The Central Electricity Regulatory Commission‘s tariff regulation for FY2020 to FY2024 is largely in line with the draft guidelines, India Rating and Research (Ind-Ra) said Wednesday.
The CERC had brought the draft tariff regulation in the December 2018 for a block period of five years from April 1, 2019 to March 31, 2024.
The final the CERC guidelines for the FY2020 to FY2024 block period are favourable for power generators, as they are largely in line with the draft guidelines, Ind-Ra said in a statement.
The CERC has maintained status quo on two of the key parameters: return on equity at 15.5 per cent and debt:equity at 70:30, it added.
Although Ind-Ra had estimated a decline in the annual fixed cost (AFC) as per the draft FY2020 to FY2024 guidelines, the CERC has allowed higher operations and maintenance expenses in the final guidelines.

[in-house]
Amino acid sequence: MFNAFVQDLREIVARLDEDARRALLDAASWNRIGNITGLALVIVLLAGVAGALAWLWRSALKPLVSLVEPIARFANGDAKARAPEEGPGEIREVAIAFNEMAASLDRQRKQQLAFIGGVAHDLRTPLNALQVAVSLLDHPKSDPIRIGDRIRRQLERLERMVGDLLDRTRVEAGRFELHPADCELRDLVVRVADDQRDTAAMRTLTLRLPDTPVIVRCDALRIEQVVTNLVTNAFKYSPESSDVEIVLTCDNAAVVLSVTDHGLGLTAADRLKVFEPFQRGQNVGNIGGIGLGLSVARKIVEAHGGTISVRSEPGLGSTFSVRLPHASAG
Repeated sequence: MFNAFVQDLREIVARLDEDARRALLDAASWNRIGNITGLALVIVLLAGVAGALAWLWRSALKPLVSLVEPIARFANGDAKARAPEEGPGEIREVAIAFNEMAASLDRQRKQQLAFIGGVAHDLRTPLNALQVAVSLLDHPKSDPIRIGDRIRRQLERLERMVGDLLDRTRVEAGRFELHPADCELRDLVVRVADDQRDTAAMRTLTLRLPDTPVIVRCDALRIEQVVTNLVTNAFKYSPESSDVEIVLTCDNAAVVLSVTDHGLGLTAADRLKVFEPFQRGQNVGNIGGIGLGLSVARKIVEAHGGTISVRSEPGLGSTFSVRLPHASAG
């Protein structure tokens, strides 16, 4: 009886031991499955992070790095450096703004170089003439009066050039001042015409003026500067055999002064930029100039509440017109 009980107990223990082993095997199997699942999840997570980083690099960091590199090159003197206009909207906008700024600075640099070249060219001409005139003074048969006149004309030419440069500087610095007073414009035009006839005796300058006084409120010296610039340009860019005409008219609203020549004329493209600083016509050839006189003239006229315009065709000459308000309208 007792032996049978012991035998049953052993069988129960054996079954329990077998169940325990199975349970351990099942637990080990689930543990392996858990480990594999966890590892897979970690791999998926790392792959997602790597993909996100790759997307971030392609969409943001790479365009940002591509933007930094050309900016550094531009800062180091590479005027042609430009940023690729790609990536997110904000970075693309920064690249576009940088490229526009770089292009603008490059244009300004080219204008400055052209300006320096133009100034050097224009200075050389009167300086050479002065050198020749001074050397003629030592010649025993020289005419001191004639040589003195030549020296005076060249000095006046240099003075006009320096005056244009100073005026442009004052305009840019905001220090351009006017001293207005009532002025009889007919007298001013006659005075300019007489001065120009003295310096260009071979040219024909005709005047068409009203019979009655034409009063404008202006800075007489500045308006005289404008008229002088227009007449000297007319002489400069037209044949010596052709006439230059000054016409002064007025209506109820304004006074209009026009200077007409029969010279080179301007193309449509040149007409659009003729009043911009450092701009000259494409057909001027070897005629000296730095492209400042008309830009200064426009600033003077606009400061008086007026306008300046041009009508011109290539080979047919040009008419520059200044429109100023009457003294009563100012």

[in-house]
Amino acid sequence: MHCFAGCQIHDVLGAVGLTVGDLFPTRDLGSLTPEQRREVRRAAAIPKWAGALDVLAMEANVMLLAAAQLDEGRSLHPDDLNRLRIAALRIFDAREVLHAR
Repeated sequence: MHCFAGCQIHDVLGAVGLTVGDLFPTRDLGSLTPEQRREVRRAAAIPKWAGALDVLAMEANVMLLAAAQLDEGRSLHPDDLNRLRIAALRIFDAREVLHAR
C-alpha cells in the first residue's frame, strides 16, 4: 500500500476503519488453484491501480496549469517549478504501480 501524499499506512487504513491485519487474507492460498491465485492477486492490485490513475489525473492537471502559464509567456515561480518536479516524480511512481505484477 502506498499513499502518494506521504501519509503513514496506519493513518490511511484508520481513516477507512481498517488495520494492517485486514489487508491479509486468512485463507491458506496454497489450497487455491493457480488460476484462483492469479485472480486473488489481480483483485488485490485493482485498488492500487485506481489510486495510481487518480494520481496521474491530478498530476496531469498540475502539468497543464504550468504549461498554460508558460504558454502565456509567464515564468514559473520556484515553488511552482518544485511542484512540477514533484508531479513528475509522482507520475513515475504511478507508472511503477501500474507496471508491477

The rating agency also said the commission has tightened the working capital norms by lowering the normative inventory and receivable period allowed by 10 days and 15 days, respectively, in line with the draft guidelines.
Ind-Ra believes the increase in operations and maintenance expenses will offset the negative effect of the tightened working capital norms, leading to no significant change in the AFC.
The regulator continued with the change in the interest rate on working capital to one year marginal cost of funds based lending rate (MCLR) + 350bp (basis point) as against the SBI base rate + 350bp in the FY2015 to FY2019 guidelines, the agency said.
The final guidelines will offer relief to generators as the billable energy charge rate would now be higher by Rs 0.064/kWh as against Rs 0.06/kWh under the draft tariff guidelines.
In the final guidelines, the CERC has maintained the relaxation of norms, including an increase in the normative auxiliary energy consumption and the allowance of an additional 85kcal/kg gross calorific value loss on account of variations during storage at generating stations.
However, the CERC has revised back the increase in the normative allowance in transit losses to 0.8 per cent for non-pithead stations.
The overall increase in the billable energy charge rate, along with no impact on AFC, is a positive development for generators, it added.